Did you wake up feeling groggy yesterday? Chances are most of us did, and not just because it was Monday. Yesterday we lost an hour thanks to Daylight Savings Time (DST). On Sunday March 11, 2012, we sprung our clocks forward an hour just like we do every spring in order to make the most of the daylight.
Daylight Savings Time showed up during the First World War to extend the amount of daylight hours as a way to preserve energy. Some countries have never used DST, others have dropped it completely. But here in most of Canada, and most of the United States, we still go through the bi-yearly change.
You might think losing one hour of sleep wouldn’t make a significant impact, but according to many sleep experts, losing an hour sleep can have some pretty severe consequences. In fact the change has been blamed for an increased risk of heart attacks in the week following DST (the risk decreases in the fall by the same amount). A 6-17% increase in traffic accidents has been observed on the days following DST. And workers also report more on-the-job injuries on the Monday after DTS.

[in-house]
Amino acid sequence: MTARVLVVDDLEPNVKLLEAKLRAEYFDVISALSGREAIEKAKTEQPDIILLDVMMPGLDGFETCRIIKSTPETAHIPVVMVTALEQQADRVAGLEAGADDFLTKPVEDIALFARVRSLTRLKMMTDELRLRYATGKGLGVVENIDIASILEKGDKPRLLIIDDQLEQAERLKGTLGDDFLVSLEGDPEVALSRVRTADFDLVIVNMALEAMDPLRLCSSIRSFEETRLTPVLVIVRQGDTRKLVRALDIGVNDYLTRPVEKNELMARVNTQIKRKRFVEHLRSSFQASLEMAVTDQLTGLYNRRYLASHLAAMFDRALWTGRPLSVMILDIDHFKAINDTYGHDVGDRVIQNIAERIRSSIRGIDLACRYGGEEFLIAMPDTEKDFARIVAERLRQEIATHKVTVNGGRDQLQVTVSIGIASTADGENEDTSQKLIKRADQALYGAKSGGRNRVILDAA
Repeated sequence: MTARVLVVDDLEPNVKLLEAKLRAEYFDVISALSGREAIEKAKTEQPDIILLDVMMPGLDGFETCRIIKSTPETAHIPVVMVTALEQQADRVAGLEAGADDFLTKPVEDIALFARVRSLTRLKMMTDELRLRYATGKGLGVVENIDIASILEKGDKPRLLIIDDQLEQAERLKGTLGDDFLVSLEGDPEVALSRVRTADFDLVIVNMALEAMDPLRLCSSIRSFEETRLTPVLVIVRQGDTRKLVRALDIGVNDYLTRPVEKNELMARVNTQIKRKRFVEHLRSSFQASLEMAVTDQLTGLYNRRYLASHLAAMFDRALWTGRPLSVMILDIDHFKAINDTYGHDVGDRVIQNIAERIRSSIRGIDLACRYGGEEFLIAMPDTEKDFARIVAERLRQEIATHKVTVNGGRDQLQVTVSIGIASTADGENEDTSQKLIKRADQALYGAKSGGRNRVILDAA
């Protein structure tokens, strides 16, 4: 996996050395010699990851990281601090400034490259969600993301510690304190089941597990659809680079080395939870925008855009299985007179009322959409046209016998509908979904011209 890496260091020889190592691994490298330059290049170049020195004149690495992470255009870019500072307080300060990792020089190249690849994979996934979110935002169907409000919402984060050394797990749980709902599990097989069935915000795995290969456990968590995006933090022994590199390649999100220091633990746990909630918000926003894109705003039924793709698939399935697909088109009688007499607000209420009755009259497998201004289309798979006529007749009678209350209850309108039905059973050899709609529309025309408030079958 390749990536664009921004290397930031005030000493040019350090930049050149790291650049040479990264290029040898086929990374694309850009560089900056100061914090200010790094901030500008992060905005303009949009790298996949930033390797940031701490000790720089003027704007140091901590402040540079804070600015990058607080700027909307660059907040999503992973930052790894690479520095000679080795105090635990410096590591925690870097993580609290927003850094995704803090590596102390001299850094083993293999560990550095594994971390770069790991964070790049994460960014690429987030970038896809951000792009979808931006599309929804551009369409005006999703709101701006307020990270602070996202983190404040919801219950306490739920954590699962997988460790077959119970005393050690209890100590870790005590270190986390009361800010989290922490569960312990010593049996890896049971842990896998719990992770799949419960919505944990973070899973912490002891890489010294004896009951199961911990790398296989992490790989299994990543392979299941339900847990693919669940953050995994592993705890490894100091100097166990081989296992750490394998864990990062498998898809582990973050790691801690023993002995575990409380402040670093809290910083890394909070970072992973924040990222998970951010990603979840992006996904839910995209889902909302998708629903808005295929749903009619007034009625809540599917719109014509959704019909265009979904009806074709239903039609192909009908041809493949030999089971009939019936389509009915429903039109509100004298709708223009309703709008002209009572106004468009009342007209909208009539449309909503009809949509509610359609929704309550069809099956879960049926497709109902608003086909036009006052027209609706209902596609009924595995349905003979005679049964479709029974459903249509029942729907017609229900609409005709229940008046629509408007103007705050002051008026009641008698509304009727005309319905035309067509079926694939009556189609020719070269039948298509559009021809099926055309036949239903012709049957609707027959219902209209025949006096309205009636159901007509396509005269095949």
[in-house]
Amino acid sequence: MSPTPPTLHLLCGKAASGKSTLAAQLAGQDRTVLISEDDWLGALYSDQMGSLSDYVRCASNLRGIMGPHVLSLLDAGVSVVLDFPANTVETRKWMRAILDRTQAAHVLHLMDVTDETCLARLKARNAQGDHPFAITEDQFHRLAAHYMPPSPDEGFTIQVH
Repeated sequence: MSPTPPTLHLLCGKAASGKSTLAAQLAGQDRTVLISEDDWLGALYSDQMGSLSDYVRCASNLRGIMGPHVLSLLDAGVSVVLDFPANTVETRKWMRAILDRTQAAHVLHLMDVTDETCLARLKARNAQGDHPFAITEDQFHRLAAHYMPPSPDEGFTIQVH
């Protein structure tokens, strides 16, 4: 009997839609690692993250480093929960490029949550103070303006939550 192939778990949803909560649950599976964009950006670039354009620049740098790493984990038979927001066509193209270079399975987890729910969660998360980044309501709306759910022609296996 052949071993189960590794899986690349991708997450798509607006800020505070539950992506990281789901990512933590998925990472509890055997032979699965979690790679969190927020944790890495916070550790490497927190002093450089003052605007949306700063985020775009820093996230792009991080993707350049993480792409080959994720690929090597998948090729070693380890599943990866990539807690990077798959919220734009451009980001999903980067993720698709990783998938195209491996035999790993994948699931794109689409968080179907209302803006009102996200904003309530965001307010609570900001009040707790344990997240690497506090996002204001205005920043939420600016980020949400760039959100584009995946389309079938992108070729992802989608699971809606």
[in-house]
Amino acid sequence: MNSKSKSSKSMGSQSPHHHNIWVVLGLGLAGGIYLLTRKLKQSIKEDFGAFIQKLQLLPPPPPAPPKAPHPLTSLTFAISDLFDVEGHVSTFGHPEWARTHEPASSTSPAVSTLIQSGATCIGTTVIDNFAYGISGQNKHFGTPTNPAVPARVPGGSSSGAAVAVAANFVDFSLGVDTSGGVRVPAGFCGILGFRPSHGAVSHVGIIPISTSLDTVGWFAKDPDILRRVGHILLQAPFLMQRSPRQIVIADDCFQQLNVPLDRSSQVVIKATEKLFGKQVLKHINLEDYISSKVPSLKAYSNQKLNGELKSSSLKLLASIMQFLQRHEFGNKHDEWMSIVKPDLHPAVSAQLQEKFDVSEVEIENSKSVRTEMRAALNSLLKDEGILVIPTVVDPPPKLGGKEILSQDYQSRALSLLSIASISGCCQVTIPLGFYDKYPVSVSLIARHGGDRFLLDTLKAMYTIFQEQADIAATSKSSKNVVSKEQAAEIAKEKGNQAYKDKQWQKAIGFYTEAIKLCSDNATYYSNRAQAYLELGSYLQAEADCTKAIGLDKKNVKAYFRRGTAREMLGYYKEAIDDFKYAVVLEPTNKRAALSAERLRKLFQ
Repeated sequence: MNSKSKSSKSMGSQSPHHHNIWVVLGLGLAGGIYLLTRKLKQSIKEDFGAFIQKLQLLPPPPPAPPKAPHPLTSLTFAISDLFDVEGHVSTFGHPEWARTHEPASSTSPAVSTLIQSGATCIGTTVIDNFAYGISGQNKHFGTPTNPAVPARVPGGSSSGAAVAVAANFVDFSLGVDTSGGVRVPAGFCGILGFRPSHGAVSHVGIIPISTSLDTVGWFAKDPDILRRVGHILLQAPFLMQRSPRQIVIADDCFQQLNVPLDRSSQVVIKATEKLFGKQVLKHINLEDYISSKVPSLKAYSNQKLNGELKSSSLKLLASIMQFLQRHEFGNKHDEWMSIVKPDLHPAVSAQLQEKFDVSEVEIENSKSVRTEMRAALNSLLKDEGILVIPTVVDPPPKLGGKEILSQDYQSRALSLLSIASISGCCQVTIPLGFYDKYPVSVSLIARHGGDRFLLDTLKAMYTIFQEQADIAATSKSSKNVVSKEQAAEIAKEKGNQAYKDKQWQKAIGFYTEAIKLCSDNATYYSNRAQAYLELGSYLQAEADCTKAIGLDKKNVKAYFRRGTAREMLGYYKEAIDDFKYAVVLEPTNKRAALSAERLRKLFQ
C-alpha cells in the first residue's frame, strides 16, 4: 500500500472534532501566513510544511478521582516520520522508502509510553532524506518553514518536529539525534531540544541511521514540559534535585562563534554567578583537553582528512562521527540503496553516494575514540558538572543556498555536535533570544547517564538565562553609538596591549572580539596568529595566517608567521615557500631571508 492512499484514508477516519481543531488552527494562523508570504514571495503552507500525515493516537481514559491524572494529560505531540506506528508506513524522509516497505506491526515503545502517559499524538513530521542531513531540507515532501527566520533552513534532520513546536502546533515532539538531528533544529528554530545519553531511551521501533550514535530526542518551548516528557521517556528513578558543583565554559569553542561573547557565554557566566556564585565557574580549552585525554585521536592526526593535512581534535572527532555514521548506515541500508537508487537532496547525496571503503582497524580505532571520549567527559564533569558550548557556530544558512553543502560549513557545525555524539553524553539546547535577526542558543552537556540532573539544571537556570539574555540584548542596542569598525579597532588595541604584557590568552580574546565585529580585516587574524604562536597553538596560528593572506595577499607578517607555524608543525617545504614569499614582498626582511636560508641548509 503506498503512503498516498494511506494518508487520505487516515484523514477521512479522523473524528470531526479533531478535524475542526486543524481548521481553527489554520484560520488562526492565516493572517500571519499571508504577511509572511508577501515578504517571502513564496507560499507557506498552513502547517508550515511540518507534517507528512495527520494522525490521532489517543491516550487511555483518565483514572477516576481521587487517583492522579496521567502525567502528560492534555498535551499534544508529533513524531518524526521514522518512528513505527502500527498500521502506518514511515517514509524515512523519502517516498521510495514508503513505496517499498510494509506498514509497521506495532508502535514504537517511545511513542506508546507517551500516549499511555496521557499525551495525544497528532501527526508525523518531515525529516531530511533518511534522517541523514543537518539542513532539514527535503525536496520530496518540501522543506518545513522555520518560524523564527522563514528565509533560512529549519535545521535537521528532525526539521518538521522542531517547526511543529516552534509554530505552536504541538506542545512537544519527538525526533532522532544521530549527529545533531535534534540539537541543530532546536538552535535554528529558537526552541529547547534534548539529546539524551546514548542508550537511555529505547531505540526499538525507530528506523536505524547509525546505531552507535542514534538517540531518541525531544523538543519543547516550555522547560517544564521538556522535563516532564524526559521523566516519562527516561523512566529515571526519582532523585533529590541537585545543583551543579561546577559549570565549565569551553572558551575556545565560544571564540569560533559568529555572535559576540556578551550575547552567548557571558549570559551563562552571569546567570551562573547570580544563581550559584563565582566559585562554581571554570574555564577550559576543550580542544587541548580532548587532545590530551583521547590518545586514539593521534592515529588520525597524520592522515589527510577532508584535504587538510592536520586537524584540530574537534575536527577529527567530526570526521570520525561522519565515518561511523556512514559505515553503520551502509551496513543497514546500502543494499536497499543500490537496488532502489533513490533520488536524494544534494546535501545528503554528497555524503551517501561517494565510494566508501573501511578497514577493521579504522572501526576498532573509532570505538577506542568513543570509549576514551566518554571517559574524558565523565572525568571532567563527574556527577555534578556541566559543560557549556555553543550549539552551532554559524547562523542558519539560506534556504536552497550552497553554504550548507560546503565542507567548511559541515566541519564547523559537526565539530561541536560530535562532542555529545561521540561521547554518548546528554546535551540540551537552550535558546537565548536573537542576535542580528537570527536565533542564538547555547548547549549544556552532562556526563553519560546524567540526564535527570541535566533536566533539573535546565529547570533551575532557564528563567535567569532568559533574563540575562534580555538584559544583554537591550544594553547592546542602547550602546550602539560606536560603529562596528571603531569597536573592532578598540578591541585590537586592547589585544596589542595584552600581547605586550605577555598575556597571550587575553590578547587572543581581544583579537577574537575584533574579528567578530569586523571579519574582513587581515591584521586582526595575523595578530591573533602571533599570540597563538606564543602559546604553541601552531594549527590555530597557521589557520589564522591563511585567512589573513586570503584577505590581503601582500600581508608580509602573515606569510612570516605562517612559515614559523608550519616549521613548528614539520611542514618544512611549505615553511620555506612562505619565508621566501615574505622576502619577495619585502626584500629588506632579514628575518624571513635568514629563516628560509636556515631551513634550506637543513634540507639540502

There is no concrete reason why this happens, just that our bodies may be more sensitive to this change than we initially thought. Of course sensitivity will vary from person to person, and is usually based onpersonal health, sleep habits and lifestyle.
So based on the above, we assumed the best and safest thing to do on the Monday after Daylight Savings is to stay in bed. But sadly, that’s not correct. Follow these simple rules and your circadian rhythm should be back to normal within a few days:
* Try to get in 20 minutes of aerobic exercise each day like a brisk walk to elevate your heart rate.
* Get as much light as possible during the day, then when it’s dark out, avoid bright lights (like TVs and computers).
* Eat foods high in tryptophan like bananas, nuts or milk.
For overall health and a better night’s sleep, get yourself into a regular sleep schedule and practice good sleep hygiene, including reducing caffeine and alcohol before bed, exercising several hours before bed, and creating calming rituals likebaths or reading before bed. You’ll be feeling and sleeping better in no time!
Robert Jackson is a freelance journalist who writes about Sleeping Disorder, anti snoring mouthpiece.For more information about stop snoring mouthpiece visit http://www.goodmorningsnoresolution.com